Improved Data Seen Key to Secure Supply Chain

Horizon Lines chief highlights three information layers necessary to secure U.S. against terrorism through container shipping

Horizon Lines chief highlights three information layers necessary to secure U.S. against terrorism through container shipping

Washington, DC — May 1, 2006 — The maritime industry must work with the U.S. government on technological solutions to ensure supply chains against terrorism through container shipping, according to the head of America's largest domestic ocean carrier.

Speaking before a harbor safety conference here last week, Charles G. Raymond, CEO and president of Horizon Lines, said that the industry needs three information layers to secure the United States from terrorism imported in container shipping.

"The critical point for control in the supply chain is at the point of embarkation, before the journey across the sea even begins," said Raymond. "And that is solely dependent on the quality of the data and security checks. You wouldn't fly an airline whose security check on baggage and passengers [occurred] on arrival; you should be concerned about cargo before it ever leaves the dock overseas."

The three information layers, Raymond said, include:

  • The physical security layer, which involves radiation checking devices, customs searches, container seal integrity and even surveillance cameras and equipment at warehouses and terminal gates.

  • The operation tracking data layer, using carriers, terminals, inland transportation, container yards and every other operational checkpoint.

  • The documentation data layer, which includes U.S. Custom's 24-hour manifest data requirement, the original procurement information, carrier booking data, point of origin, cargo description and the consignee. Especially important in this layer is the need for foreign exporters to the U.S. market to have cargo entry data to be submitted prior to container departure; today these data are often filed after the container arrives at final destination even after it reaches inland points.
"Today our government only has fragmented pieces of these information layers," Raymond said. "Yet much of this is available within the industry and is core data that supports carrier operations."

Using as an example Horizon Services Group (HSG), the technology-focused subsidiary of Horizon Lines, Raymond noted that the company has developed "high octane data management and container tracking systems." These systems provide, among other capabilities, global container management, a central data repository, operating system management, tracking capability alerts and reporting tools.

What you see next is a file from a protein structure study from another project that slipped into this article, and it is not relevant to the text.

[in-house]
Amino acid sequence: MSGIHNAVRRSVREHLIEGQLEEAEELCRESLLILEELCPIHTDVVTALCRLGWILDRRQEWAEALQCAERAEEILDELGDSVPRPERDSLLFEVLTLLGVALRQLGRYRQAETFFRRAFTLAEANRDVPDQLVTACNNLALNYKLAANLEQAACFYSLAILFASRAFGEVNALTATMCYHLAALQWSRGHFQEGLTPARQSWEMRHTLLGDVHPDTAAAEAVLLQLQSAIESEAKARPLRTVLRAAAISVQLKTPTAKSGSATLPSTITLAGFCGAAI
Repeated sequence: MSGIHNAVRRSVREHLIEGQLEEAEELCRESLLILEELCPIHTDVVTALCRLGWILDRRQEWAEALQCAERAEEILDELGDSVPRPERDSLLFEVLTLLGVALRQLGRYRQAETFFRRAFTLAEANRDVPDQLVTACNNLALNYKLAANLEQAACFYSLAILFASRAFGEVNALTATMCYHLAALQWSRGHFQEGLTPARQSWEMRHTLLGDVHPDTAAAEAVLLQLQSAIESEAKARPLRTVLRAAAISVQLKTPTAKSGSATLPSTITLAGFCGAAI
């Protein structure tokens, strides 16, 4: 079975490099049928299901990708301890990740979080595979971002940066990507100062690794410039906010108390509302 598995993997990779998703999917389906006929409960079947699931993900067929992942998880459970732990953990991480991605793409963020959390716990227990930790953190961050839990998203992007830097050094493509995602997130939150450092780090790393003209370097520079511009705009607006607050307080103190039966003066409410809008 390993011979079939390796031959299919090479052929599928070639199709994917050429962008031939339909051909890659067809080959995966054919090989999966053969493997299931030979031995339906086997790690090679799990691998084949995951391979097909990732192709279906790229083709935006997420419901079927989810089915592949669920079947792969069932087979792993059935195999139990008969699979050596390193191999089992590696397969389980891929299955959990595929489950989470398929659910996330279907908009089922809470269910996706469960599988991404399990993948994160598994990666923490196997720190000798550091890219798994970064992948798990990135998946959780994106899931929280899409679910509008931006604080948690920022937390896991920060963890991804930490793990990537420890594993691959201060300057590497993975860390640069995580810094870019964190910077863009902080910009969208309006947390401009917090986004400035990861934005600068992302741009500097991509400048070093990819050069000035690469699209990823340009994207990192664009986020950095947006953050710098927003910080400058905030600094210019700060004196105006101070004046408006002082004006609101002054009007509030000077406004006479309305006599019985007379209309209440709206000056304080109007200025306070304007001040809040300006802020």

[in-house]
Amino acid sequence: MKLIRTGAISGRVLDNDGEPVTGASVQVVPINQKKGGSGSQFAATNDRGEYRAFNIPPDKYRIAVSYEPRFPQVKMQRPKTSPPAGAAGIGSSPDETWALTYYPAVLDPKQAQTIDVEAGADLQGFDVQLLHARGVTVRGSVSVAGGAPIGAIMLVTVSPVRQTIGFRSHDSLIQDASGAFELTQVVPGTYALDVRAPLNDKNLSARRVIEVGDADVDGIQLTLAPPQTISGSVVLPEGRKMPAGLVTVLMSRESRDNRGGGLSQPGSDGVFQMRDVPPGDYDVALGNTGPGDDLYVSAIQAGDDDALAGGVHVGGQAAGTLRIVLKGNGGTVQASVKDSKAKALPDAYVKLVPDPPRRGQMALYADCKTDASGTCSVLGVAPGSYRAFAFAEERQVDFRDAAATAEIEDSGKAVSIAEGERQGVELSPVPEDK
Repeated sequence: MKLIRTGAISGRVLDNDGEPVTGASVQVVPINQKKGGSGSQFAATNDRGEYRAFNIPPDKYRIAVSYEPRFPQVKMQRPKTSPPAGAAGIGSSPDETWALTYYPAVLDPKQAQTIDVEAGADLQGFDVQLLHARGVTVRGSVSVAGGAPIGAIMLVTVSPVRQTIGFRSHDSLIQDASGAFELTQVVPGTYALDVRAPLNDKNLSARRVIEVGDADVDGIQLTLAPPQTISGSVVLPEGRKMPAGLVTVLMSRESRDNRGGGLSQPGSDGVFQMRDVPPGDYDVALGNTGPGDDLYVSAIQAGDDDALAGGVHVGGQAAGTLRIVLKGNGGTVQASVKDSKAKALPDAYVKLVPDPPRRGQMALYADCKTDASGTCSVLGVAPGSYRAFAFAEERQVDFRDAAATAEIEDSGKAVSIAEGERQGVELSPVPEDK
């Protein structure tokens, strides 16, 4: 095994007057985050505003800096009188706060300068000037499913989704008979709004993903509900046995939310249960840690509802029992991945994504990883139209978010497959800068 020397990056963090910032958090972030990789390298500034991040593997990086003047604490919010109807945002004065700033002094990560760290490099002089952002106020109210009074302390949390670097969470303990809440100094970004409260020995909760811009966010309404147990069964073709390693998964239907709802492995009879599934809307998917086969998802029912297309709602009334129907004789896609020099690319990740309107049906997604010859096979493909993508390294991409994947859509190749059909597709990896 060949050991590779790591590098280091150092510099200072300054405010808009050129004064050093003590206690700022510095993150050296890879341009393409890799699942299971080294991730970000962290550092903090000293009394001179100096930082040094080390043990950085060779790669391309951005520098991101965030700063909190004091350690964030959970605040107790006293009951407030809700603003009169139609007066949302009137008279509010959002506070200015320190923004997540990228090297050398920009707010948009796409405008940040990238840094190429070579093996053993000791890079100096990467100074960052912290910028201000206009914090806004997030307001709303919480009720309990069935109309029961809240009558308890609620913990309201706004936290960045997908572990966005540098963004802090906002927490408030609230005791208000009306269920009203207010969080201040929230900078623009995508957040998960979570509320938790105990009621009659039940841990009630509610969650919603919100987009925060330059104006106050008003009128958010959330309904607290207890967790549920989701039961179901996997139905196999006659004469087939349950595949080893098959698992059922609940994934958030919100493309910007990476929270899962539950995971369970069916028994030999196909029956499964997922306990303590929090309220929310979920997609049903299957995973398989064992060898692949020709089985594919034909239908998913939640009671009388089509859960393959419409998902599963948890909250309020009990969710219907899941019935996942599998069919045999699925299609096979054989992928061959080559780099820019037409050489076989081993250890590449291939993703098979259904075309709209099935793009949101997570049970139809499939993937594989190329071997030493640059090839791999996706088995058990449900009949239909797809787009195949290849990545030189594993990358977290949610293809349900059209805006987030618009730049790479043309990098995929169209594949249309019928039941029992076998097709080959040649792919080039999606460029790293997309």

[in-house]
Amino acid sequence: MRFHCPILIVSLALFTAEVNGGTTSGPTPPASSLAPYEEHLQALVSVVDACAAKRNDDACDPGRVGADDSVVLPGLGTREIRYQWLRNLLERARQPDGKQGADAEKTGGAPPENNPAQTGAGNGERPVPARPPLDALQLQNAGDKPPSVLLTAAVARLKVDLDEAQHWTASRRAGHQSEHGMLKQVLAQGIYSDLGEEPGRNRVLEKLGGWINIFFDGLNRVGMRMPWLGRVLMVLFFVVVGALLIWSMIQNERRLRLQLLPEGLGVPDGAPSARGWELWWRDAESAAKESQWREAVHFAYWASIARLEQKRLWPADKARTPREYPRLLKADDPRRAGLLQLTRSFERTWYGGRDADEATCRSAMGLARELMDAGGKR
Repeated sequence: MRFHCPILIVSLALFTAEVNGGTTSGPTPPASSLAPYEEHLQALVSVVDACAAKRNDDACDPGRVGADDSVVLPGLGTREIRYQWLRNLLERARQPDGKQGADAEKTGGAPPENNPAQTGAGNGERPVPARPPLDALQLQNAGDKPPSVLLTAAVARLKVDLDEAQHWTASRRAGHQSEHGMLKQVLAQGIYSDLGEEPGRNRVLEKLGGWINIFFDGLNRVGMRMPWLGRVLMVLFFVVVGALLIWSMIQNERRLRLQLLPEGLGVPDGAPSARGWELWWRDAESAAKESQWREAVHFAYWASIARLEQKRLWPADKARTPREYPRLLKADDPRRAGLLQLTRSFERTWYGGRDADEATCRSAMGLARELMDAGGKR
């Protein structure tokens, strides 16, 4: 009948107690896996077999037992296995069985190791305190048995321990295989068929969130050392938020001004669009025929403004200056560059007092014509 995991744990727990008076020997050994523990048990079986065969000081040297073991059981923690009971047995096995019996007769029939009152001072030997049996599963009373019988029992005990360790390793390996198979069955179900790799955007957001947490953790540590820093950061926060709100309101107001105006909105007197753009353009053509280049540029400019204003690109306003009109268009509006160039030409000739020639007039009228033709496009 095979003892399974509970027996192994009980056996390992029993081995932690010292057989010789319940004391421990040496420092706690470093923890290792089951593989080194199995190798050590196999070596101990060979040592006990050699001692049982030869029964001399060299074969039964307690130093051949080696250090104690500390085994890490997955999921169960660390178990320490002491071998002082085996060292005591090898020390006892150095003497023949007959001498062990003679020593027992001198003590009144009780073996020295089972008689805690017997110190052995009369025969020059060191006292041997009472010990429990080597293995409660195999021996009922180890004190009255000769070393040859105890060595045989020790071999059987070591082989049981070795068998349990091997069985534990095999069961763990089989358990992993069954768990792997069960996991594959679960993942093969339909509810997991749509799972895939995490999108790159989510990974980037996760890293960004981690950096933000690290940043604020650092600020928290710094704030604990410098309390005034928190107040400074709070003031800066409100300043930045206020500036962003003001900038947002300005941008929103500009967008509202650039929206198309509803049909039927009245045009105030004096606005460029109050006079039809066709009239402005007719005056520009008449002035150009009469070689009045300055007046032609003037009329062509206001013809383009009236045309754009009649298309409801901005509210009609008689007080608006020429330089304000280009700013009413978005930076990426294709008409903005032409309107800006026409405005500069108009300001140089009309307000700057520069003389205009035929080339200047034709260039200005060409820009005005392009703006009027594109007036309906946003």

"In addition, HSG has implemented container tracking pilots that track physical containers across North America and Puerto Rico inland locations, something that remains a huge black hole in the industry today," Raymond said.

"For the sake of speed and cost it makes a great deal more sense for the Department of Homeland Security to look to the current technicians of container transportation for the data and data handling systems, rather than look to rebuild and reinvent solutions that already exist," Raymond said. "Michael Jackson, deputy security at DHS, recently proposed his Securefreight concept. This showed clear direction on utilizing the commercial sector."

Noting the recent debacle and ultimate failure over Dubai Ports World acquisition of P&O Terminal operations and U.S. ports, Chuck Raymond said: "This was a perfect example of the politicians and the people completely missing the point. The problem was never about what the threat is onshore — after the cargo arrives — it is offshore, where all security checks must be in place. And that's where the government has to focus its efforts."

Raymond is a member of the National Maritime Security Advisory Council, appointed by former DHS Secretary Tom Ridge in 2005.

Additional Articles of Interest

— Imminent terrorist attacks or no, your competitive advantage demands that you secure your company's supply chain. Read more in "Supply Chain Security: Is Your Company Complacent or Engaged?," in the February/March 2005 issue of Supply & Demand Chain Executive.

— For a look at how Tyco Fire & Security is tackling trade compliance issues in its global supply chain, see "Turning Global Trade Compliance Into a Competitive Advantage," in the August/September 2004 issue of Supply & Demand Chain Executive.